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Google: Hotter Than You Think

It's always fascinating to watch companies going through the process of becoming behemoths, a path that is usually accompanied by a transition from openness ("Here's our new initiative--will you be writing about that?") to a far more secretive outlook ("Sorry, we can't talk about that thing we were talking a lot about last year").
Google is certainly no exception. The company has become more and more inscrutable about its workings, and as this look at its strategic plans indicates, that includes its server deployment. For a company whose chief physical asset is a server farm, that's no light thing. Part of the Google rags-to-riches story is its canny deployment of commodity x86 servers to drive that amazing search algorithm. Problem is, those suckers are hot, and although company engineers have gone a long way in the development of custom cooling technology, they also caution that power costs may become a real burden on the Google data center infrastructure.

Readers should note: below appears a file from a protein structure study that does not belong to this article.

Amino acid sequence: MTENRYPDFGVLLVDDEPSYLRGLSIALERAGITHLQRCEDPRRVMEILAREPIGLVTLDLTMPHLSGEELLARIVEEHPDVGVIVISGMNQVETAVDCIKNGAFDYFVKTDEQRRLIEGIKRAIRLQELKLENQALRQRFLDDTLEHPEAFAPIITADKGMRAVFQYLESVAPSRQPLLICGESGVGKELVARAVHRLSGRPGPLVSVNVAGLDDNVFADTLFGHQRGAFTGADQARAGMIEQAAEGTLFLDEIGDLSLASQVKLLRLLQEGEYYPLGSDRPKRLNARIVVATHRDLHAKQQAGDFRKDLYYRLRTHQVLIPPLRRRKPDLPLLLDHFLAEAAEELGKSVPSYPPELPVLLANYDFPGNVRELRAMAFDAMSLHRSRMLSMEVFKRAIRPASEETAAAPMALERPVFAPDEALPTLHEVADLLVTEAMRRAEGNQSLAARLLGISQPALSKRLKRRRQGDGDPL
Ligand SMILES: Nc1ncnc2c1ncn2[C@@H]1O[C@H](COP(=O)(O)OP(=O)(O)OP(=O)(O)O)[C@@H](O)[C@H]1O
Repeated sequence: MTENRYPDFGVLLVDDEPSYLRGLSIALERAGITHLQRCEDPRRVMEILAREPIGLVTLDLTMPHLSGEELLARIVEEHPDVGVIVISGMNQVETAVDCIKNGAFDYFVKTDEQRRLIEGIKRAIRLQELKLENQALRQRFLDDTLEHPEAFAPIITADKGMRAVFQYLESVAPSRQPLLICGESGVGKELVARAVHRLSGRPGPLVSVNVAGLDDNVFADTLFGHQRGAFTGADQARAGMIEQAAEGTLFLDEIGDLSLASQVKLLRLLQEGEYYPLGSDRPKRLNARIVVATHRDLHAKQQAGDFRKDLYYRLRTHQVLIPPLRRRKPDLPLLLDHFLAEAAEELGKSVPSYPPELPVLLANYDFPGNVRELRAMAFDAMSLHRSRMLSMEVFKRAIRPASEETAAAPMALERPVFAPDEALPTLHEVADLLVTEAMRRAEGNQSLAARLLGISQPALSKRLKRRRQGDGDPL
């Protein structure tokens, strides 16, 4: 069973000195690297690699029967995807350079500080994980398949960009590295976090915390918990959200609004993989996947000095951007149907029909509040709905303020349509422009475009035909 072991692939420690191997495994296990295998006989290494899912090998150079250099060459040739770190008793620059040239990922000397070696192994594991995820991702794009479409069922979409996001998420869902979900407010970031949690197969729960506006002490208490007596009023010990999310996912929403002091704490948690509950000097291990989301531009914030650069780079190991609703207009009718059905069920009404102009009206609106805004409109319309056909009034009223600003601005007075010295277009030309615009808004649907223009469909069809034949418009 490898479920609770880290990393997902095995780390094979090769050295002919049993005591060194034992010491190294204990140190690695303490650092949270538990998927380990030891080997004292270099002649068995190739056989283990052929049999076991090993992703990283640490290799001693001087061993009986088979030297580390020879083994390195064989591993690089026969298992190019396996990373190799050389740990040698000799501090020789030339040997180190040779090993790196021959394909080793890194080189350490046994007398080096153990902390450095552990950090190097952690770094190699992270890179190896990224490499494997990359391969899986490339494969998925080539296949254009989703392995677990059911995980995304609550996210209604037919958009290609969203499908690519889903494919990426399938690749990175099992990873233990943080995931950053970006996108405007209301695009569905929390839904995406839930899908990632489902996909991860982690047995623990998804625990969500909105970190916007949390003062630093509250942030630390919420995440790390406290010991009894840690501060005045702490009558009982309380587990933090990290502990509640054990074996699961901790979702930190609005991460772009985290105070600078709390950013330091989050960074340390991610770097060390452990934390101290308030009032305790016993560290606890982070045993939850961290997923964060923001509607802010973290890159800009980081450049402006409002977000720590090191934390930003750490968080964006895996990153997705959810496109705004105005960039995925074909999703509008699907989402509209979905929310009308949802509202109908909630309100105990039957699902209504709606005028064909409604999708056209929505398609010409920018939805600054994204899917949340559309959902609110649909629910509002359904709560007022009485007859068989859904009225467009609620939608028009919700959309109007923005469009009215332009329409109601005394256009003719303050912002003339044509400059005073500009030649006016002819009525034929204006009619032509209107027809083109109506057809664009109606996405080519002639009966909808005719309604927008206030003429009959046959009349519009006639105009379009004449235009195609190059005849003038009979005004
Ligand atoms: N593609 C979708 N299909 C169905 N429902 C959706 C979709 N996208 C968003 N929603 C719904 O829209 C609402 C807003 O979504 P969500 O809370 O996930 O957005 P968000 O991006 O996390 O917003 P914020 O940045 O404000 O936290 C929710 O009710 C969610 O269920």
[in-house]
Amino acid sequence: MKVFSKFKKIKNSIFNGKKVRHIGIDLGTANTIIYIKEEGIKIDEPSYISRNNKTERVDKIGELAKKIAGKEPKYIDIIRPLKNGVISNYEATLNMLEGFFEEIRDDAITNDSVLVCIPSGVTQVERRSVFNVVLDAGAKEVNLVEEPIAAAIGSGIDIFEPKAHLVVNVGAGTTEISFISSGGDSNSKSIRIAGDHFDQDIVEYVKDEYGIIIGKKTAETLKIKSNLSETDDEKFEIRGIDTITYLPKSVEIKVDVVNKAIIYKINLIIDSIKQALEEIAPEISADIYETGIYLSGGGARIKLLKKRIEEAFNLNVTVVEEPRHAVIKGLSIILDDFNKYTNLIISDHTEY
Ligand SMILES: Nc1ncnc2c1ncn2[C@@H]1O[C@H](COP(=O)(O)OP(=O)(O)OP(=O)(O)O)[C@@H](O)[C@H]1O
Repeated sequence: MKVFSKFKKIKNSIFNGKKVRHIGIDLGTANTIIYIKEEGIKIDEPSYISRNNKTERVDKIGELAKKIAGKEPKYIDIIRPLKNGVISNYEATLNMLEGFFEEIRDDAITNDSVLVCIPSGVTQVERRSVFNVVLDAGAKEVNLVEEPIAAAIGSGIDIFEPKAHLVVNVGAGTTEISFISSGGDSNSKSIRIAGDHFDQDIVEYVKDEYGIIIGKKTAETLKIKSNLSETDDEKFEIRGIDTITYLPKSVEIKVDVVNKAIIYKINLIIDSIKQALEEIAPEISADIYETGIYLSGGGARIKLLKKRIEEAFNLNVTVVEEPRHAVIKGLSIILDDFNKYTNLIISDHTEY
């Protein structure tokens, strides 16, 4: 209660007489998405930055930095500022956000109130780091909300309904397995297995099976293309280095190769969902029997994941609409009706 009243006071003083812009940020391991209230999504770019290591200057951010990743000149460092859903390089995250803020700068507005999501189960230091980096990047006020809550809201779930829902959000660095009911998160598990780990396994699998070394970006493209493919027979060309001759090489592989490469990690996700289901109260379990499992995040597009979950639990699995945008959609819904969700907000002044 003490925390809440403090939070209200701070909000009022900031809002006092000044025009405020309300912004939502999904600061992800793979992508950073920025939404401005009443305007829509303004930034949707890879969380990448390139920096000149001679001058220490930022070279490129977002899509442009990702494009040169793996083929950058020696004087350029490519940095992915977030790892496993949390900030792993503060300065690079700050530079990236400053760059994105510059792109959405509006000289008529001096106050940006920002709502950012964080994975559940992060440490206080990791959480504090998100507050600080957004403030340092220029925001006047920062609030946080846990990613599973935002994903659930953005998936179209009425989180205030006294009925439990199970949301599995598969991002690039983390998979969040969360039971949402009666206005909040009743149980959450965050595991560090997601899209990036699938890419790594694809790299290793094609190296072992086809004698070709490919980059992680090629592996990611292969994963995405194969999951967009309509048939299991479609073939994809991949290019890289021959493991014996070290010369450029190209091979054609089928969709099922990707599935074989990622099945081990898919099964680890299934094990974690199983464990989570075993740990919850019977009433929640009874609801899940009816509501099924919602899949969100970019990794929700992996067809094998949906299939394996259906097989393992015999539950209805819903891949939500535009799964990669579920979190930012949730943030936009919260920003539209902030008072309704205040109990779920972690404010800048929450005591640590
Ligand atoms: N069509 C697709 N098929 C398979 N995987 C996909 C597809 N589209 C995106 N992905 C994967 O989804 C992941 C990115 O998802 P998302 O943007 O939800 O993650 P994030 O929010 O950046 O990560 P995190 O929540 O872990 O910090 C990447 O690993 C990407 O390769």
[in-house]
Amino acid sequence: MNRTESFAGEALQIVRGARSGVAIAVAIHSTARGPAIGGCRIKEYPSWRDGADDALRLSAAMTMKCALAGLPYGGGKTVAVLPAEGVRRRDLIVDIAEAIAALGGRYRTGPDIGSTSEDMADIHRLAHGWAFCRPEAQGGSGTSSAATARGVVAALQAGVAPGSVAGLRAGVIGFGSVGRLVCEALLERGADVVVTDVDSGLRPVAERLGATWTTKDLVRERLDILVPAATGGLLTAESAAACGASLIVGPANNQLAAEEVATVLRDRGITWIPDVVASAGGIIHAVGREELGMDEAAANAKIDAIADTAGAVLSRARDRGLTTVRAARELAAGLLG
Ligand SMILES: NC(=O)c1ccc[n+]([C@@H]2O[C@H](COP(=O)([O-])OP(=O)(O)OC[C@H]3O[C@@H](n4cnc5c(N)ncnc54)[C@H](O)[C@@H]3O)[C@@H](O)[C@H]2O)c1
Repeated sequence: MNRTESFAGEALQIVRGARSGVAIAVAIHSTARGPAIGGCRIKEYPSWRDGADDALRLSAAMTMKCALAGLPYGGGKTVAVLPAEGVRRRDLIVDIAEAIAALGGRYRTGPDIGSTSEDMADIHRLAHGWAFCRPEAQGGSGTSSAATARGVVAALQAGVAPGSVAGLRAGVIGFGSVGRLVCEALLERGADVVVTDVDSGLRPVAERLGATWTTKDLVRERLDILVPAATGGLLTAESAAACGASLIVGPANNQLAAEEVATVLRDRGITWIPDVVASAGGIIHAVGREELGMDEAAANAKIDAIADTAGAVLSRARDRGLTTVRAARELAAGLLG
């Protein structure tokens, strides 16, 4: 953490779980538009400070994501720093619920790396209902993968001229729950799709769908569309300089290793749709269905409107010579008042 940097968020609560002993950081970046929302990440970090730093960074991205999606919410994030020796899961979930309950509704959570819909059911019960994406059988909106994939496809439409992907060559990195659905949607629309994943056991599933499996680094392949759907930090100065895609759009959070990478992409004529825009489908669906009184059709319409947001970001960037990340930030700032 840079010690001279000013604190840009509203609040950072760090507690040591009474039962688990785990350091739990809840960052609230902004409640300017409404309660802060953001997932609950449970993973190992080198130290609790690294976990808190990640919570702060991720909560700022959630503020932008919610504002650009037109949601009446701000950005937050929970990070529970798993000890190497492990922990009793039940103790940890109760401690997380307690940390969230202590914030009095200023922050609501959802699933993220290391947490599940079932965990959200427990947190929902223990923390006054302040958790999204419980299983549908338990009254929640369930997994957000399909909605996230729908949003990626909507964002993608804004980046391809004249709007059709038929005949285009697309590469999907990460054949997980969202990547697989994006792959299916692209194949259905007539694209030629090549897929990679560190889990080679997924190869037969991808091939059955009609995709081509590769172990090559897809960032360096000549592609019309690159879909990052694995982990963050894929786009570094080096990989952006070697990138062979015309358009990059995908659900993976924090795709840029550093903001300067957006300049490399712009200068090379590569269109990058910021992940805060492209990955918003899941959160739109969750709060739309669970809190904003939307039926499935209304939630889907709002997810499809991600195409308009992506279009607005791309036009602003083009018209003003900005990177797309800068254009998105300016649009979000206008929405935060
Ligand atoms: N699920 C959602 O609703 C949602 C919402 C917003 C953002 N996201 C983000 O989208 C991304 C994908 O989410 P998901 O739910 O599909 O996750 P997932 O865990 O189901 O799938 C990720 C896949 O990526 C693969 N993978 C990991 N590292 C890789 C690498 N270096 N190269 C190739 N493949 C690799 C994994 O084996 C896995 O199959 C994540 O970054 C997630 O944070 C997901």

So that huge sound you just heard right now is the massed voices of thousands of server administrators all over the country yelling, "Welcome to the club!" EVERY company that's upped its server deployment is fencing with power costs from their cooling needs. As many of the larger ones are finding, that may drive a move to more efficient chips like the Sun UltraSPARC for Google's next generation of servers. So we can probably say goodbye to the increasingly ragged myth of "growing young successful company doing it all on off-the-shelf boxes." Google is one of the big boys now, and if its power needs are getting more expensive, well, they don't call 'em growing pains for nothing.